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Triple-threat method sparks hope for fusion. Randy Montoya/Sandia National Laboratories The intense electrical discharge of the Z machine at Sandia National Laboratories in New Mexico is used in attempts to trigger nuclear fusion.

Triple-threat method sparks hope for fusion

The Z machine at Sandia National Laboratories in New Mexico discharges the most intense pulses of electrical current on Earth. Millions of amperes can be sent towards a metallic cylinder the size of a pencil eraser, inducing a magnetic field that creates a force — called a Z pinch — that crushes the cylinder in a fraction of a second. Since 2012, scientists have used the Z pinch to implode cylinders filled with hydrogen isotopes in the hope of achieving the extreme temperatures and pressures needed for energy-generating nuclear fusion. Despite their efforts, they have never succeeded in reaching ignition — the point at which the energy gained from fusion is greater than the energy put in. But after tacking on two more components, physicists think they are at last on the right path.

Source: Sandia Natl Lab. Magnetic behavior discovery could advance nuclear fusion. The top of this image shows how early in the heating, magnetic fields, drawn as black lines, prevent heat from flowing easily between the two yellow laser spots.

Magnetic behavior discovery could advance nuclear fusion

Later in the heating, as depicted on the bottom half, the moving magnetic fields continually connect and provide a channel for heat to flow between the two laser spots. This newly discovered magnetic behavior could advance nuclear fusion. Image credit: Joglekar, Thomas, Fox and BhattacharjeeANN ARBOR—Inspired by the space physics behind solar flares and the aurora, a team of researchers from the University of Michigan and Princeton has uncovered a new kind of magnetic behavior that could help make nuclear fusion reactions easier to start. Fusion is widely considered the ultimate goal of nuclear energy. While fission leaves behind radioactive waste that must be stored safely, fusion generates helium, a harmless element that is becoming scarce. Unfortunately, it is very difficult to get a fusion reaction going.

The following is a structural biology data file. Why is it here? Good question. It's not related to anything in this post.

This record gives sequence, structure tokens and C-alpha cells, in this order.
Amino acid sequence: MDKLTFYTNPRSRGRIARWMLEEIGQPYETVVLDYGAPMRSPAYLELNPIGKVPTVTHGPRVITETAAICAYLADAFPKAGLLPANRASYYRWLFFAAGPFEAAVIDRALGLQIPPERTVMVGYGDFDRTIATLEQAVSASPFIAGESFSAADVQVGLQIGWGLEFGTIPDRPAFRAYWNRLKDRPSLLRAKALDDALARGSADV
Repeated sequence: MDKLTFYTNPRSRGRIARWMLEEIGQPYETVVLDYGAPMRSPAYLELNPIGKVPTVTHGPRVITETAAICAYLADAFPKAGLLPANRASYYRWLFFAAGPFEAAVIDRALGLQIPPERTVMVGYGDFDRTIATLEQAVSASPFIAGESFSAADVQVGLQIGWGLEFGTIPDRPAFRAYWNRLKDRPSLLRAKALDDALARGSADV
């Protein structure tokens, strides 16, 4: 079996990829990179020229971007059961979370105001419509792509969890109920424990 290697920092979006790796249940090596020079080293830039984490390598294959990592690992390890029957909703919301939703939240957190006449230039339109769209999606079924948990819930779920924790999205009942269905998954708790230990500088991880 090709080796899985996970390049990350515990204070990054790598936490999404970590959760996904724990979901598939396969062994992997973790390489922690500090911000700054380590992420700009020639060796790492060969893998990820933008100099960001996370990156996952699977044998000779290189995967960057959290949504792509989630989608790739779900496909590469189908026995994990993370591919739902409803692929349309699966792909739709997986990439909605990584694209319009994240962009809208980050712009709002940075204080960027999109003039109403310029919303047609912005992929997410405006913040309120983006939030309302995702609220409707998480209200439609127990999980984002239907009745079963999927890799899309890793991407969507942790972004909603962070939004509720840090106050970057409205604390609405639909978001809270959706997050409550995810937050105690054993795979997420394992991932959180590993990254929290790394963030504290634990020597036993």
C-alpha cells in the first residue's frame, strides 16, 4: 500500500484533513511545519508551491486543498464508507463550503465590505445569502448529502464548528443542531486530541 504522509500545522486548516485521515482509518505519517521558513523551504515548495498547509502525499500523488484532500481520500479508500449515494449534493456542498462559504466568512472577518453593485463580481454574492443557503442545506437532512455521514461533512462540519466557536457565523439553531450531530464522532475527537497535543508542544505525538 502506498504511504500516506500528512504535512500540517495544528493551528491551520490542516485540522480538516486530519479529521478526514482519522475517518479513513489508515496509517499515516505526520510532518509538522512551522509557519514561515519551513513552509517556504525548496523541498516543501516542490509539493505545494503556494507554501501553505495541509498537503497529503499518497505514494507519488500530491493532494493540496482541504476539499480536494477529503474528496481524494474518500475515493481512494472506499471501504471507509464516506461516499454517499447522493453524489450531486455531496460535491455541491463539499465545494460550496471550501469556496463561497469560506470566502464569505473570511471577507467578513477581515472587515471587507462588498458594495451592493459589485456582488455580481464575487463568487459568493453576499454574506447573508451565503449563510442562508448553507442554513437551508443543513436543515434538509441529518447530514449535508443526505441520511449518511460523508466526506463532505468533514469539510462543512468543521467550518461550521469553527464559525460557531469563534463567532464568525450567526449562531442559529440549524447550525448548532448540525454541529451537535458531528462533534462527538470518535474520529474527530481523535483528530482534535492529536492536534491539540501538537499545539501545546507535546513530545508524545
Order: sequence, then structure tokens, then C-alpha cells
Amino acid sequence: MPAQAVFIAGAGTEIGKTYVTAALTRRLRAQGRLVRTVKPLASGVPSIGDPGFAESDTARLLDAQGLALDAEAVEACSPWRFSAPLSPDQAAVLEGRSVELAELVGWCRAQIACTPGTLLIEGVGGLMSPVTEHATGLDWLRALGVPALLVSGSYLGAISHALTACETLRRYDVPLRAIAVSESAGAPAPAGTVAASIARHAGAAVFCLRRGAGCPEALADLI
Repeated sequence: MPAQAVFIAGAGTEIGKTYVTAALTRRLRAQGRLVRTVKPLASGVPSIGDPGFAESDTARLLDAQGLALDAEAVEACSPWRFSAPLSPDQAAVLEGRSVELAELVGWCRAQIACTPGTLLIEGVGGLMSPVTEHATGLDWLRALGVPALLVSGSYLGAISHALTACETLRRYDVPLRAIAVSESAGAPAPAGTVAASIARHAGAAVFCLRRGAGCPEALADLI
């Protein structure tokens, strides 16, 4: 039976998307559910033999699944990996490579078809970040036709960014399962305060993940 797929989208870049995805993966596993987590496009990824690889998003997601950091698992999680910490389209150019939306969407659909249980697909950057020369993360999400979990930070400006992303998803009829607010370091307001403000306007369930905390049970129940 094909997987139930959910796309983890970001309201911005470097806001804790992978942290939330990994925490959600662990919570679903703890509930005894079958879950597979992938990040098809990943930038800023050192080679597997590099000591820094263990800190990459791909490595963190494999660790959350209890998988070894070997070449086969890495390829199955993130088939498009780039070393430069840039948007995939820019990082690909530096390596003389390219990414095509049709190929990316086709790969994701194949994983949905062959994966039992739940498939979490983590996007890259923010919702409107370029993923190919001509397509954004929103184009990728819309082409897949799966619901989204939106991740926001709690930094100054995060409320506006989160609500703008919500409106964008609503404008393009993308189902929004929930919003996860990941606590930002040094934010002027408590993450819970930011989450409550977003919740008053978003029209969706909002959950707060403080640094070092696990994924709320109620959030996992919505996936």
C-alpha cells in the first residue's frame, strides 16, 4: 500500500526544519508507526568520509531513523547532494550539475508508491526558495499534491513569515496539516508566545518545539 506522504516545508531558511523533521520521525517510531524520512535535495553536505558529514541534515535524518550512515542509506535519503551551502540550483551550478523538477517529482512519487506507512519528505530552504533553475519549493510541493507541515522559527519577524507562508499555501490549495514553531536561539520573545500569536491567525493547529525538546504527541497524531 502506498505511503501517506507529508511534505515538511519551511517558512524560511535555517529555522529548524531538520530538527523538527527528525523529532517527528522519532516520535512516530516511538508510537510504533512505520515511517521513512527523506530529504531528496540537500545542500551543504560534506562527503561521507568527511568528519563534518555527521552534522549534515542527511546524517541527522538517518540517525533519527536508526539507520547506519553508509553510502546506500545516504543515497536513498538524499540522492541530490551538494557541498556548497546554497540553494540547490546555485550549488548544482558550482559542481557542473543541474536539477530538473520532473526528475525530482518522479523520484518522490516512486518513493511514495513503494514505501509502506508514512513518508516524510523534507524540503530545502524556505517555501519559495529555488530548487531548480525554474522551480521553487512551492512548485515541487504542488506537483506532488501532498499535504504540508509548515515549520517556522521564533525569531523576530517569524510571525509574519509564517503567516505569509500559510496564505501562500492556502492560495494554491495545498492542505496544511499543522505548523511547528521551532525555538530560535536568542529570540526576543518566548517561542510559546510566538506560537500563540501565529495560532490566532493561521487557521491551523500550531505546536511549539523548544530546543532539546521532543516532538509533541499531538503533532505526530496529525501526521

Related Links: Scientists Say Their Giant Laser Has Produced Nuclear Fusion : The Two-Way. Hide captionThe National Ignition Facility's 192 laser beams focus onto a tiny target.

Scientists Say Their Giant Laser Has Produced Nuclear Fusion : The Two-Way

The National Ignition Facility's 192 laser beams focus onto a tiny target. Researchers at a laboratory in California say they've had a breakthrough in producing fusion reactions with a giant laser. The success comes after years of struggling to get the laser to work and is another step in the decades-long quest for fusion energy. Omar Hurricane, a researcher at Lawrence Livermore National Laboratory, says that for the first time, they've produced significant amounts of fusion by zapping a target with their laser. "We've gotten more energy out of the fusion fuel than we put into the fusion fuel," he says. Strictly speaking, while more energy came from fusion than went into the hydrogen fuel, only about 1 percent of the laser's energy ever reached the fuel.

The laser is known as the National Ignition Facility, or NIF. E. Inside a capsule the width of a No. 2 pencil sits a tiny ball of hydrogen fuel. Fusion reactor achieves tenfold increase in plasma confinement time. The promise of fusion is immense.